Jim Faulconer’s report at Times and Seasons on what sounds like an excellent series of discussions on prayer at BYU this semester has me thinking. His post comes at a time when I find myself pondering the nature of prayer for another reason. My two year-old son Stanley offered his first prayer earlier this week. He has been stubbornly resistant to the idea up until now, refusing to repeat the words we whisper in his ear. It was as though he did not want to pray unless the words were his own.
On Tuesday evening we went to the church for a meeting titled “Eight is Great” for children in the CTR 8 class and their parents to talk about preparing for baptism. Several of our friends whom Stanley is familiar with were there as well. We got home at 9:00, a couple of hours past Stanley’s bedtime. I read a quick story to him, then asked him as I always do if he wanted to say the prayer. Usually, he says “No!”, but to my surprise, he went ahead and started: “Heavenly Father, thank thee Emma, thank thee Brennen, thank thee Julie Cowley, thank thee church, name Jesus Christ, AMEN!”
I was stunned. Not only was this the first time that Stanley had ever really tried to pray, either on his own or with help, he also broke completely away from the template that I had been using to teach him about prayer. After asking him to pray each evening and being turned down, I would whisper a prayer in his ear, thanking Heavenly Father for each member of our family in turn, asking for a blessing on us to sleep well. The idea was that he would learn the rhythms and patterns of prayer through a ritualized benediction that he could repeat verbatim, which we could then help him extend.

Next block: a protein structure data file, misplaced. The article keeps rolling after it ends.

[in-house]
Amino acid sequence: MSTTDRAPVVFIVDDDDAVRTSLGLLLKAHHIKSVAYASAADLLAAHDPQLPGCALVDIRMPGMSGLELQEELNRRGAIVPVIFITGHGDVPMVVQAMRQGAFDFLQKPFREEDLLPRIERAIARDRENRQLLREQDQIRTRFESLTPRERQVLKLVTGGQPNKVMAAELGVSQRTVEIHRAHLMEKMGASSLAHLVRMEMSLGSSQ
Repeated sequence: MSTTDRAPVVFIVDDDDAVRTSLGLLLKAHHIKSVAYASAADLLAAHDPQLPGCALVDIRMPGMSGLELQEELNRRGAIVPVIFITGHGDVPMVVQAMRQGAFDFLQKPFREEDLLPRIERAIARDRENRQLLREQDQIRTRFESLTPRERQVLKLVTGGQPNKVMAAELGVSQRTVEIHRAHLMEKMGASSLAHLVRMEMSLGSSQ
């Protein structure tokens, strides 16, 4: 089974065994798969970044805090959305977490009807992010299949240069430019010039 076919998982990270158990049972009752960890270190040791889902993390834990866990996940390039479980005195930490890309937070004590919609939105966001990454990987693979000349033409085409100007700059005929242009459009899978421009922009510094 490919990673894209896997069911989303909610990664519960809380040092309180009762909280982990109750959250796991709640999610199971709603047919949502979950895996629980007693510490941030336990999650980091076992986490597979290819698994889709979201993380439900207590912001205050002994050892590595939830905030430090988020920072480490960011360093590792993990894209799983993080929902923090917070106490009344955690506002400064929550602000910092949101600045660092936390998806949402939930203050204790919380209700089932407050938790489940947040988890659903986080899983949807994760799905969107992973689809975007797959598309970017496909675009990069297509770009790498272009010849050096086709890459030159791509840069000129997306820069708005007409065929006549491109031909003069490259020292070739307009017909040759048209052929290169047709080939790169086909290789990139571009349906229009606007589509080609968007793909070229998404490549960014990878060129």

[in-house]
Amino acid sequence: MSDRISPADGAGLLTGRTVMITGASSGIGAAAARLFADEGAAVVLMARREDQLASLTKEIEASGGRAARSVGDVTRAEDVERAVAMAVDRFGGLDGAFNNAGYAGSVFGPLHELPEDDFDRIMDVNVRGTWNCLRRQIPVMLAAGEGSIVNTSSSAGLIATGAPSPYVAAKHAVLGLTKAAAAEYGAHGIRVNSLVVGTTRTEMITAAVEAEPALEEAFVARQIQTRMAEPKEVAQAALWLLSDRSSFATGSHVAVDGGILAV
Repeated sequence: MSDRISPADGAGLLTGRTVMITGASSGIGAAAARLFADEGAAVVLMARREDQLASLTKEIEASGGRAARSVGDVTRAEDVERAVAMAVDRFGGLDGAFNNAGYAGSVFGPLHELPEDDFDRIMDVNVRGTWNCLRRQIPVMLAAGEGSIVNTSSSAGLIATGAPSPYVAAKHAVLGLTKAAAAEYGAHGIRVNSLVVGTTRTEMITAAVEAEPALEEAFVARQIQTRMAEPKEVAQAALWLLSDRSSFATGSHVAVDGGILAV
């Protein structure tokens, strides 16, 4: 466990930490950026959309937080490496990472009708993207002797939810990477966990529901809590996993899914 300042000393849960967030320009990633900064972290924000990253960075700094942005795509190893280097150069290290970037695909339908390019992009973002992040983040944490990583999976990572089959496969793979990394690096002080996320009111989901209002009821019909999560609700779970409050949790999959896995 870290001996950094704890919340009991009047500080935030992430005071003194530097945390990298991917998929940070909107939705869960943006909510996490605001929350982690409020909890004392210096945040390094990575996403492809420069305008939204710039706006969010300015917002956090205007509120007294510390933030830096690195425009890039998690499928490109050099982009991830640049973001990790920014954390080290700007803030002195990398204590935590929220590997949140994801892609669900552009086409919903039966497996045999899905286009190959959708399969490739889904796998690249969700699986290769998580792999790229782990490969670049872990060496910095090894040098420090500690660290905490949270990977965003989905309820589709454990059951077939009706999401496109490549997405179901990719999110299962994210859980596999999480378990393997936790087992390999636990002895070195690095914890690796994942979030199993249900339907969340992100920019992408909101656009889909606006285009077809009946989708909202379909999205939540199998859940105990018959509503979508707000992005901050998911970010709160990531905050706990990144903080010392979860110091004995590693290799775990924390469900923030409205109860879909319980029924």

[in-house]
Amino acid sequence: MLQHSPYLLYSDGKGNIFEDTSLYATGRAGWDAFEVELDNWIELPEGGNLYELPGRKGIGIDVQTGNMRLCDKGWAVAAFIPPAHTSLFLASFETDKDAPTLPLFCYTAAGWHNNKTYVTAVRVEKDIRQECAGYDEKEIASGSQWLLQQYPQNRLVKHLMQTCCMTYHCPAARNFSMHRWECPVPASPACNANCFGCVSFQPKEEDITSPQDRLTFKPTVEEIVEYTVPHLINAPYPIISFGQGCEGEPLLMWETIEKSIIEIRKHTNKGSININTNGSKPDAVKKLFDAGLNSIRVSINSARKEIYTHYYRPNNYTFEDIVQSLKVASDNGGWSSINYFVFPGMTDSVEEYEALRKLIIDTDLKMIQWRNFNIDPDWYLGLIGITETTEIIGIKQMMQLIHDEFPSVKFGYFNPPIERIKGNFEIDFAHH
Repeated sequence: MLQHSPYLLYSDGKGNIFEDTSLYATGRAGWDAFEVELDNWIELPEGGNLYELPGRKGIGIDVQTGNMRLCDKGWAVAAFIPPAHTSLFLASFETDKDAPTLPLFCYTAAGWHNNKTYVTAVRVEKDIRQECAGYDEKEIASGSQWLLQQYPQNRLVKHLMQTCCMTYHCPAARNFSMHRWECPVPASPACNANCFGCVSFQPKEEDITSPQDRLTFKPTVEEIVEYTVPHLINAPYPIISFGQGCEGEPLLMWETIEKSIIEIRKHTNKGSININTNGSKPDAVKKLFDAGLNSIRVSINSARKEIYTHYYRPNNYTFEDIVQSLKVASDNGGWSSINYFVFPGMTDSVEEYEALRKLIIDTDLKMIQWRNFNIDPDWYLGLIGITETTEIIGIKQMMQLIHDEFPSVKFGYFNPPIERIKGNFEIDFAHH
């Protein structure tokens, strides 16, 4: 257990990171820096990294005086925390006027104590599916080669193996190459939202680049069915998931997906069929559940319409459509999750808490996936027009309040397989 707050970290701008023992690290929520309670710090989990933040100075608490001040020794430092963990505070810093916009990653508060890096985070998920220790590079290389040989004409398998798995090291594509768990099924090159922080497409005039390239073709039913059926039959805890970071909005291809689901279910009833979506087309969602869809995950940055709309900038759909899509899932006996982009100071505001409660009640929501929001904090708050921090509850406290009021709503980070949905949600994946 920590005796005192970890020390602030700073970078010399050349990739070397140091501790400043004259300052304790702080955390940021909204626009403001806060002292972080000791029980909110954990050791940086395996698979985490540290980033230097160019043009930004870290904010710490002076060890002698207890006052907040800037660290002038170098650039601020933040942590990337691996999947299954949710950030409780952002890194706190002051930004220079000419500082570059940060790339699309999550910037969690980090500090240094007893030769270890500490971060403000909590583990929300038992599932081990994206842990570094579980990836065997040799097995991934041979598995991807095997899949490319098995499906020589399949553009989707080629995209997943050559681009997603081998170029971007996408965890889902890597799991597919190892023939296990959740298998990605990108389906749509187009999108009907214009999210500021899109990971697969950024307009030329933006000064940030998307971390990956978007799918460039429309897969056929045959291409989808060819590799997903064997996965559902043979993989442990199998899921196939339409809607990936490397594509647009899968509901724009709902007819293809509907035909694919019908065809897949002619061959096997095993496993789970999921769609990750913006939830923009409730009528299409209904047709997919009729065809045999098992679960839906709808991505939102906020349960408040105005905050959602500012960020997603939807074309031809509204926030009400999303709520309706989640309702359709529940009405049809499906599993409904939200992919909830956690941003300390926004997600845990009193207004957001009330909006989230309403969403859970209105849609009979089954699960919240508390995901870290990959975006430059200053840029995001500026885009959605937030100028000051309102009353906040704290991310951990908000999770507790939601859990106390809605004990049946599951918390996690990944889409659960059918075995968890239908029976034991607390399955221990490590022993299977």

Stanley’s older sisters both learned to pray in this way, echoing what their parents told them to say, until they had a repertoire of phrases to use, and then gradually adding thoughts and ideas of their own. Julia’s first independently conceived prayer came after we told her that in prayers, we can ask Heavenly Father for things we want or need: “Dear Heavenly Father, give me a cookie, in the name of …”
Stanley has skipped right past the “parrot” stage. His first prayer included thanks for three women he likes whom he had seen earlier that evening (“Emma” and “Brennen” refer to the mothers of children with those names in Stanley-speak). In his prayer last night he thanked his Father for dreams, the museum, and butterflies. We haven’t been to the museum to see butterflies recently, so I know that he’s not simply regurgitating images out of his short-term memory. He’s figured out that “thank thee” in prayers is followed by things that we like. Tonight it was “Uncle Dallin” and “candy canes”.
I’ve spent a little time trying to figure out what Stanley’s understanding of prayer is, but anything I come up with is at best speculative and unverifiable. Perhaps he has made an inductive leap of reasoning. Maybe he’s imitating his sisters, and I’m not recognizing it. Or could it simply be that he is being moved upon by the Spirit? It’s interesting how much pondering I had to do to arrive at that possibility. Somehow, despite all that we are told about children and their relationship with the Savior, I am reluctant to ascribe spiritual meaning to my son’s utterances as he learns to speak. Yet why shouldn’t he receive inspiration? Clearly there is some kind of understanding beyond what I had expected.
No matter what the explanation, I have found myself paying closer attention to all of the prayers offered by my children this week. And I find the quality of my own prayers changed somewhat as well as I pay attention to the questions: what do I mean when I offer my thanks in my prayers? and what do I see fit to thank my Heavenly Father for?